In the biblical Book of Ruth (Ruth 1:8-12), in order to ascertain whether Ruth is sincere in her intentions, Naomi tries three times to dissuade Ruth from converting to Judaism. Based on this narrative, rabbinic authorities have consistently discouraged non-Jews from converting to Judaism. One of the reasons proposed for this practice is that Jews, who have an obligation to abide by many more Mitzvot (613), are more liable to heavenly punishment than a non-Jew, who is obligated to keep only the seven Noahide Principles.

Some of the commentators on the Talmud’s seemingly anti- conversion statement found in Yebamot 47b, point out that prospective converts are considered to be like a “scurvy” upon the Jewish people because they are so sincere, compared to biologically-born Jews. Because of their sincerity and their commitment, the converts make “born Jews” look insincere and far less committed.

There is, of course, an illustrious history of converts to Judaism. In fact, some of the foremost leaders of Israel were descended from converts. Rabbi Meir, the author of all the anonymous Mishnahaic statements, Rabbi Akiva –the great sage of the Talmud, Onkelos –the foremost translator of the Bible into Aramaic, who, even now, is commonly referred to with pride as Onkelos Ha’ger, Onkelos the Convert.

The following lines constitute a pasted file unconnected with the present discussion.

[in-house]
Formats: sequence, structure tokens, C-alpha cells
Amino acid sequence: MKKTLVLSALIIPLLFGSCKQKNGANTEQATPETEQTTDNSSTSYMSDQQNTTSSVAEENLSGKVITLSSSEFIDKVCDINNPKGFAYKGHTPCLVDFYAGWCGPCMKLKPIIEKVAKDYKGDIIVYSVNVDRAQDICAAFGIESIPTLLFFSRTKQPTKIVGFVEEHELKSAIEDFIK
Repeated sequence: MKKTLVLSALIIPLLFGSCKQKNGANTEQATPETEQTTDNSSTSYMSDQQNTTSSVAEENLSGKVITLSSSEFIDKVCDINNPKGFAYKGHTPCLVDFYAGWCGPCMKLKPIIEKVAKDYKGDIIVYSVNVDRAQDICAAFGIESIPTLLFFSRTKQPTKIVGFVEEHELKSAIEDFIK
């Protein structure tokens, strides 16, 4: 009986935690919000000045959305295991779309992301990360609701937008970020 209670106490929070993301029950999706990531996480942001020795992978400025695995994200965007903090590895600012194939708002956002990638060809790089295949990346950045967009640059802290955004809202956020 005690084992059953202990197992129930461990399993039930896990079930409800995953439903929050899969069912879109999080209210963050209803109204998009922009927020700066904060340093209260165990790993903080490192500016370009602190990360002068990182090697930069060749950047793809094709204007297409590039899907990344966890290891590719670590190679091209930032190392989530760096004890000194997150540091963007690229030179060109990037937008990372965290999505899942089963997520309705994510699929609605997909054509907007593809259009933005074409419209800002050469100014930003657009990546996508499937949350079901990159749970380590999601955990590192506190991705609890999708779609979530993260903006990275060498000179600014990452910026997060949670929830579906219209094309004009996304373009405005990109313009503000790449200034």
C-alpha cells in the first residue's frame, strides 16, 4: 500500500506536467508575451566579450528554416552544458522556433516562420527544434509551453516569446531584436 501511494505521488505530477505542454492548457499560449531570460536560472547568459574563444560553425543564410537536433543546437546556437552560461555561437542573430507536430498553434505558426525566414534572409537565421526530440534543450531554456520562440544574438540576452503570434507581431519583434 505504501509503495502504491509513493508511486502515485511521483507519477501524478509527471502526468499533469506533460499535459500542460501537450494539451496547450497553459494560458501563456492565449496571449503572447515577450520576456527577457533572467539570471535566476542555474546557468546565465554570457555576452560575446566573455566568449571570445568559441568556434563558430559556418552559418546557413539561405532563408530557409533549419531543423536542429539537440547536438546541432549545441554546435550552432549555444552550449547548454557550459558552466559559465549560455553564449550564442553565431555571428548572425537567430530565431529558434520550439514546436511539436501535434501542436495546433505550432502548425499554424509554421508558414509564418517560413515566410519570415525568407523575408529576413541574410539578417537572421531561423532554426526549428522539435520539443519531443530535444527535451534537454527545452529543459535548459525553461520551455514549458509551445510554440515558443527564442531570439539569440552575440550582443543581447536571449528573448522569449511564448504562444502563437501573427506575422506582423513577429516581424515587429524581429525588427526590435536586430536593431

The bottom line, as is amply demonstrated from the verses in parashat B’ha’a’lot’cha, is that Jews have to treat “strangers” (that is, converts) with great respect and sensitivity. There is also, of course, a special mitzvah to love strangers.

Perhaps, the most defining statement about converts comes from the Talmud, Shavuot 39a. Based on Deuteronomy 29:14, the rabbis declare that the souls of all Jews, past, present and future, including the souls of converts, were present at Sinai.

Truth is, that often, when one meets a גֵּר צֶדֶק , Ger Tzedek, a truly righteous proselyte, one can quickly sense, that no matter the convert’s racial or religious background, they were there at Sinai and are indeed the spiritual children of Abraham, Isaac and Jacob! It may very likely be that most of today’s converts are descendants of Jews who were assimilated over the millennia, and whose souls are now being welcomed back to the Jewish fold.

As it says in the Torah, Deuteronomy 10:19, וַאֲהַבְתֶּם אֶת הַגֵּר , Love the stranger.

May you be blessed.

 

Naso 5780-2020

The Ordeal of the Sotah — Barbaric or Enlightened?
(Revised and Updated from Parashat Naso 5761-2001)
by Rabbi Ephraim Z.  Buchwald

This week’s Torah portion, Naso, with 176 verses, is the longest parasha of the Torah, and always follows the festival of Shavout. Coincidentally, the longest chapter in the Book of Psalms, chapter 119, also contains 176 verses, and the longest tractate of the Talmud, Baba Batra, consists of 176 folios (2-sided pages), as well. On this Shabbat, the first Shabbat after celebrating Shavuot and the receiving of the Torah, the Jewish people show their great love and passion for Torah by extending their Torah reading, demonstrating their unwillingness to bring the study of Torah to an end.